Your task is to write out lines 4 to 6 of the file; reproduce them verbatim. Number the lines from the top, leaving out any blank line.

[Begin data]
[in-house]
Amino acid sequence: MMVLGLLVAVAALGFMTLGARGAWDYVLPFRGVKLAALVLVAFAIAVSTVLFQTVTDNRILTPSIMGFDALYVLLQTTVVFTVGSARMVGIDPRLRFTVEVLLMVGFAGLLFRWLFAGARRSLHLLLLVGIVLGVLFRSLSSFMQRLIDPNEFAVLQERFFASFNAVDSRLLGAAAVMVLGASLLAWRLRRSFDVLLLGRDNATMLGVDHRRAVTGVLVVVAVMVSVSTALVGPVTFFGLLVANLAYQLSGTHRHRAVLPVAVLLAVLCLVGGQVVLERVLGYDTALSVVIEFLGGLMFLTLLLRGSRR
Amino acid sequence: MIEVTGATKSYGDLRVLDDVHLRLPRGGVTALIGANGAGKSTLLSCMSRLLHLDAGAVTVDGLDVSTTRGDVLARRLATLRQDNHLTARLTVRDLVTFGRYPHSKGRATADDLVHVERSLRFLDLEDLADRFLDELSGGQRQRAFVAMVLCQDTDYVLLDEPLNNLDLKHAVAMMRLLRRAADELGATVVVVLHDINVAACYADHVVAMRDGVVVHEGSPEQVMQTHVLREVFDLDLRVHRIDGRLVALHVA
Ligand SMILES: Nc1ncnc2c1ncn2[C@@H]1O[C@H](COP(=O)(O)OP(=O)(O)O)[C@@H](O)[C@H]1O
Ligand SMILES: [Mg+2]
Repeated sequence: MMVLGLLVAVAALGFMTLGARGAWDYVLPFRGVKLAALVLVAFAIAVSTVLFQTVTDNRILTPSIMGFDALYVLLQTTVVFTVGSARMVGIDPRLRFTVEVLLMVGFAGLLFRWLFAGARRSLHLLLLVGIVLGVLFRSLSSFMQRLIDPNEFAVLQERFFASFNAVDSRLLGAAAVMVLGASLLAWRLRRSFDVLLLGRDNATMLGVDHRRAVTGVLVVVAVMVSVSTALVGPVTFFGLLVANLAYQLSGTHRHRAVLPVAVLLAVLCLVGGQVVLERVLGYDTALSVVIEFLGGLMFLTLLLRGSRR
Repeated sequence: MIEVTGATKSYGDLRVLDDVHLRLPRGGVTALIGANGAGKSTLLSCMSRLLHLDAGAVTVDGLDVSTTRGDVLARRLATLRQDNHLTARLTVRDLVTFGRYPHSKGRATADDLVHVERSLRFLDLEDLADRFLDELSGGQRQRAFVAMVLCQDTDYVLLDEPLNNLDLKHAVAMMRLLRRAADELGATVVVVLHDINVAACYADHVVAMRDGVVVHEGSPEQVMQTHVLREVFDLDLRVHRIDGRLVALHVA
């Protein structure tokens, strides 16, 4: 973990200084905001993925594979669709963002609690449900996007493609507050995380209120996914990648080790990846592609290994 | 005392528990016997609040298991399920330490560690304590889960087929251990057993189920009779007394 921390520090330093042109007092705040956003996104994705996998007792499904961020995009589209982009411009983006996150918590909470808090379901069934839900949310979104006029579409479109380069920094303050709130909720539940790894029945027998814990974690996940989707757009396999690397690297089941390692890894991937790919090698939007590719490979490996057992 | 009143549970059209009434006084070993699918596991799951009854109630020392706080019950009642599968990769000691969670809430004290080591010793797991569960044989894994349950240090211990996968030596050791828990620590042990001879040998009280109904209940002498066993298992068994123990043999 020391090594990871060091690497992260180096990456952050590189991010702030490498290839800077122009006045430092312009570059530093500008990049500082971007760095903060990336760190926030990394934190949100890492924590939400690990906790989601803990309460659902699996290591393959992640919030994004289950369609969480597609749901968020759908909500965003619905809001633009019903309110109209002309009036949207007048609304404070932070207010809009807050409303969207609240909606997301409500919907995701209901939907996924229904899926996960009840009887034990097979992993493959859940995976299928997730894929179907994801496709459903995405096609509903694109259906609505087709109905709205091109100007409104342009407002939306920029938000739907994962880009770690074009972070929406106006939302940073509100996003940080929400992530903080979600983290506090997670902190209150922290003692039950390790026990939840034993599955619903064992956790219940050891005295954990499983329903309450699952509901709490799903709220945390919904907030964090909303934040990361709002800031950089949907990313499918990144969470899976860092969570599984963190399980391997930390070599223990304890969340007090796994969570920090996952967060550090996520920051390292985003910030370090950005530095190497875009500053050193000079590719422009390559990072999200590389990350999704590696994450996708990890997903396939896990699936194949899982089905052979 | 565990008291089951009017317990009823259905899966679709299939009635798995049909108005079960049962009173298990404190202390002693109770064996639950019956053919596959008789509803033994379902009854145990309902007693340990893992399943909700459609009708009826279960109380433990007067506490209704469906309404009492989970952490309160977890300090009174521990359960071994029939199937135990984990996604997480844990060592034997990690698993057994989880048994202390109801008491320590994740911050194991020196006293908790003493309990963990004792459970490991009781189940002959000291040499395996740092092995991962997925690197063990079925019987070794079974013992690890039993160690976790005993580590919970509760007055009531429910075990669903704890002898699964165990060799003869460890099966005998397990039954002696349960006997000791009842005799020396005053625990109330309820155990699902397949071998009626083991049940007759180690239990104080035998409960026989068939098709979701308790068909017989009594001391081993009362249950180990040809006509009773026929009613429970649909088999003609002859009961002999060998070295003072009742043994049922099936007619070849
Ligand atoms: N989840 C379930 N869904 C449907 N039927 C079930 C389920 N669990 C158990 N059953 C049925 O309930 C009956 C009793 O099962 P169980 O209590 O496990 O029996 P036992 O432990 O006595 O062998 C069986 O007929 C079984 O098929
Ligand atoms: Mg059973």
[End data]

Ligand SMILES: Nc1ncnc2c1ncn2[C@@H]1O[C@H](COP(=O)(O)OP(=O)(O)O)[C@@H](O)[C@H]1O
Ligand SMILES: [Mg+2]
Repeated sequence: MMVLGLLVAVAALGFMTLGARGAWDYVLPFRGVKLAALVLVAFAIAVSTVLFQTVTDNRILTPSIMGFDALYVLLQTTVVFTVGSARMVGIDPRLRFTVEVLLMVGFAGLLFRWLFAGARRSLHLLLLVGIVLGVLFRSLSSFMQRLIDPNEFAVLQERFFASFNAVDSRLLGAAAVMVLGASLLAWRLRRSFDVLLLGRDNATMLGVDHRRAVTGVLVVVAVMVSVSTALVGPVTFFGLLVANLAYQLSGTHRHRAVLPVAVLLAVLCLVGGQVVLERVLGYDTALSVVIEFLGGLMFLTLLLRGSRR